This is another reason why all the 1916 talk among excitable commentators is so wide of the mark. Because today Sinn Féin is not the party of national independence, it’s the party of Empire. It was once the political wing of the IRA – now, increasingly, it is the political wing of the new Empire, of the European Union. Sinn Féin fully backs the Northern Ireland Protocol despite the fact that it vigorously grates against democracy by keeping a part of the UK beholden to EU oversight against the wishes of the British electorate. Sinn Féin is now pro-EU, a stunning turnaround from its nationalistic Euroscepticism of the 1970s, when one of its leaders said he was ‘perplexed’ by the idea that Ireland should ‘surrender its sovereignty to an even bigger entity than Britain’. Gerry Adams recently described Irish unity as a solution to the supposed Brexit problem, as it would provide a way ‘back into the EU for citizens in the North [of Ireland]’. Irish unity was once seen by Sinn Féin as a democratic expression of Irish nationhood – now it is viewed as a sneaky means of placing everyone on the island of Ireland under the purview of the distant, unaccountable European Commission. That’s quite some turnaround, Mr Adams.

Sinn Féin famously means ‘Ourselves Alone’. The party urgently needs a name change. Its 2019 EU election manifesto was titled ‘All Ireland in Europe’. SF does not fight for a self-determining republic – it argues for a fuller, more complete absorption of Ireland into the neo-Empire in Brussels. That is, for the surrender of Irish sovereignty to an entity even bigger than Britain. This is why SF is now so fawned over by Guardianistas and the East Coast elites in the US: because they recognise it as a potential tamer of populism, as a friend to globalist power, as a thorn in the side of pesky Brexit Britain and its disobedient democratic rabble. Given Sinn Féin’s successes on both sides of the border in recent years, it seems likely that the EU and even the White House will look to this party to fortify the technocratic order in Ireland. Sinn Féin will have turned from a party devoted to liberating Ireland from Empire to a party charged with keeping Ireland bound to the Euro-Empire. A patsy party doing the bidding of foreign powers.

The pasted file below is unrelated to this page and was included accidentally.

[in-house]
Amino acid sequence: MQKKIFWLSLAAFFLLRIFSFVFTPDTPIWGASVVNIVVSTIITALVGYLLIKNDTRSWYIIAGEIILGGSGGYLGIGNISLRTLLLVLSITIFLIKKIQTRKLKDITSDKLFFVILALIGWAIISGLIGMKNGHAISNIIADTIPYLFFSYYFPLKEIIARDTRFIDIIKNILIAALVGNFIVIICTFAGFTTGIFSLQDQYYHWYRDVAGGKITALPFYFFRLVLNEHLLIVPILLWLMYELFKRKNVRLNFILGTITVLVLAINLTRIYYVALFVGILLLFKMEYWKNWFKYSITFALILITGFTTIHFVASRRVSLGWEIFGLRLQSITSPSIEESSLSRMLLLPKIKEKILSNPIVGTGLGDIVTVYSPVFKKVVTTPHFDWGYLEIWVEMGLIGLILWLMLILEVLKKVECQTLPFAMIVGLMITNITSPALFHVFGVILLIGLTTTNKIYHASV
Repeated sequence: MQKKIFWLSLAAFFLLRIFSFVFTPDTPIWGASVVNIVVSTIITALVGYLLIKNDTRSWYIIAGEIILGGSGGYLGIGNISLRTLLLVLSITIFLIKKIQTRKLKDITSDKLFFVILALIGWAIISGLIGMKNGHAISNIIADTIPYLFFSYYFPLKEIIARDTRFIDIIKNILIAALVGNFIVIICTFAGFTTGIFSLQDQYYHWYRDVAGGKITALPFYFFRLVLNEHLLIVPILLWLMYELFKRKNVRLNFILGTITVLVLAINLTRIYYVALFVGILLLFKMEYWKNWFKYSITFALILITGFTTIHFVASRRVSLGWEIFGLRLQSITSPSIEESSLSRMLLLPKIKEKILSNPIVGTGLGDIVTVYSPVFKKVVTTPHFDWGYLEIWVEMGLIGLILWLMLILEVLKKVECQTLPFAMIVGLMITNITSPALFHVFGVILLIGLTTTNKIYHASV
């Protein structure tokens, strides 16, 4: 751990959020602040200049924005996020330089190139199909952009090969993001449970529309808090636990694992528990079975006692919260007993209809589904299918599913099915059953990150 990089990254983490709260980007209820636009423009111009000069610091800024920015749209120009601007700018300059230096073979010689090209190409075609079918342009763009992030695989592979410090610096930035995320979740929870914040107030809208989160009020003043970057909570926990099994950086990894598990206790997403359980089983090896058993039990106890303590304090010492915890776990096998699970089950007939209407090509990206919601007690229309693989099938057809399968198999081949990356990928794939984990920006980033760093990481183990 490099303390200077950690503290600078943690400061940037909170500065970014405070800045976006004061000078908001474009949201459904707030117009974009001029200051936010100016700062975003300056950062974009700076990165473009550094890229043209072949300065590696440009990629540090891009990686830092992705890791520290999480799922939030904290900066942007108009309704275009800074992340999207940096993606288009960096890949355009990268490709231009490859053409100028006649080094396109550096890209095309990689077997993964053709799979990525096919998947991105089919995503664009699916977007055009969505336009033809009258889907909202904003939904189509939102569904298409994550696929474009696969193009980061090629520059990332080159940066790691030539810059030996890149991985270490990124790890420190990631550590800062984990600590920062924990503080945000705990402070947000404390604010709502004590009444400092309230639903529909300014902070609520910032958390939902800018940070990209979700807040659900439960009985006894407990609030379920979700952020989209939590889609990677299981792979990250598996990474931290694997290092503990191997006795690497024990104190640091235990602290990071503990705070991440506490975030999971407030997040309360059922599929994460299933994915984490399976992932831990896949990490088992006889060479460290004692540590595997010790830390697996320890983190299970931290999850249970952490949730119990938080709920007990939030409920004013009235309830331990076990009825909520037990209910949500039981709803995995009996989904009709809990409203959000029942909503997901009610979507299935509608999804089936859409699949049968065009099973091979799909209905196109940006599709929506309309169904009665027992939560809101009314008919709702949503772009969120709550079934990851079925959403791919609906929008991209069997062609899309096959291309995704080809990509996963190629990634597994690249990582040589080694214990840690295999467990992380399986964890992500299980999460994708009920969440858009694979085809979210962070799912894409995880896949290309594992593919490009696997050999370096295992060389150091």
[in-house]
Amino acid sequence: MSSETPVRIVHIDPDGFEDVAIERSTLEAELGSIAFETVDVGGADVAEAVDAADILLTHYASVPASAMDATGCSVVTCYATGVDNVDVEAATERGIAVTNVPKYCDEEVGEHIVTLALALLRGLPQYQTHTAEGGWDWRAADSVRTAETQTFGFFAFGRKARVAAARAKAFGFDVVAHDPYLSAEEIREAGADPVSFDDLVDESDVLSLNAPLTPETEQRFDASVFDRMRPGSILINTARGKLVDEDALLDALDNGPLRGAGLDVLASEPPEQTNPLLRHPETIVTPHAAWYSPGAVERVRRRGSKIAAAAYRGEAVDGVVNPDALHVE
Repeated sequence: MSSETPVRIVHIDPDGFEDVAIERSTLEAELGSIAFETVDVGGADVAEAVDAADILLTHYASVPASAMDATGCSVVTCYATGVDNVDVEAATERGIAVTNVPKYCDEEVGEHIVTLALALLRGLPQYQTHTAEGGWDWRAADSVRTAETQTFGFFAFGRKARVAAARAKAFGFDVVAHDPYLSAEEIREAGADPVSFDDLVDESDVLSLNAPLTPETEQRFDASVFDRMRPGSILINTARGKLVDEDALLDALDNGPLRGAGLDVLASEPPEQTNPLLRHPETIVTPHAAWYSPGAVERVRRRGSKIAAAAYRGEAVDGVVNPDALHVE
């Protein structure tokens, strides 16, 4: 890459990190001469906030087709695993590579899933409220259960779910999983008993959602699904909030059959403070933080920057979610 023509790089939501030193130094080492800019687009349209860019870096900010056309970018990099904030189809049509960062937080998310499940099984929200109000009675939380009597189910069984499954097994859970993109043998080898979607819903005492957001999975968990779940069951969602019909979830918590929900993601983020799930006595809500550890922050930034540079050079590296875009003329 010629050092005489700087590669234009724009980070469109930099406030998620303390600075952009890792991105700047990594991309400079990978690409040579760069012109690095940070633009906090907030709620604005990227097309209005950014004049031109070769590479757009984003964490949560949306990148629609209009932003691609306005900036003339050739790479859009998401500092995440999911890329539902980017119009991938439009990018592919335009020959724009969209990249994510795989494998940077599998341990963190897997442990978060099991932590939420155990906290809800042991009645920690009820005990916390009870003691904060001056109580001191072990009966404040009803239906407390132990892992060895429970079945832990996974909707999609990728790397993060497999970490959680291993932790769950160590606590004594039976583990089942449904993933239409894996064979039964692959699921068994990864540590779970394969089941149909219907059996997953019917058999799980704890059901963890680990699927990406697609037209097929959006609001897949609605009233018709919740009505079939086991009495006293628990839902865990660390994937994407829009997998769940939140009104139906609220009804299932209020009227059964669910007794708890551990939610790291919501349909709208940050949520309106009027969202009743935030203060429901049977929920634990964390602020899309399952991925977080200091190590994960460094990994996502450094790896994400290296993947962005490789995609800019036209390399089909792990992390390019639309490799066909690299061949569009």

I have always supported the reunification of Ireland, but a United Ireland right now, in the current circumstances, would be bad for freedom, democracy and populism. It would be an Ireland united under the banner of sovereignty-diminishing EU rule and in explicit opposition to the rowdy democracy of its neighbouring state. It would be an outpost of the globalist order. And it would be a nation dominated by reactionary woke prejudice – witness Sinn Féin’s fulsome embrace in recent years of every identitarian diktat, from the trans ideology to intersectionality. The UK foreign secretary Liz Truss is reportedly preparing to unilaterally overhaul parts of the Northern Ireland Protocol. Good. Defending the Union is the essential democratic position we must now take, in order to hold at bay the vengeful EU and those forces that fear and oppose democracy and national self-determination.

Brendan O’Neill is spiked’s chief political writer and host of the spiked podcast, The Brendan O’Neill Show. Subscribe to the podcast here. And find Brendan on Instagram: @burntoakboy

Picture by: Getty.

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Topics Brexit Politics UK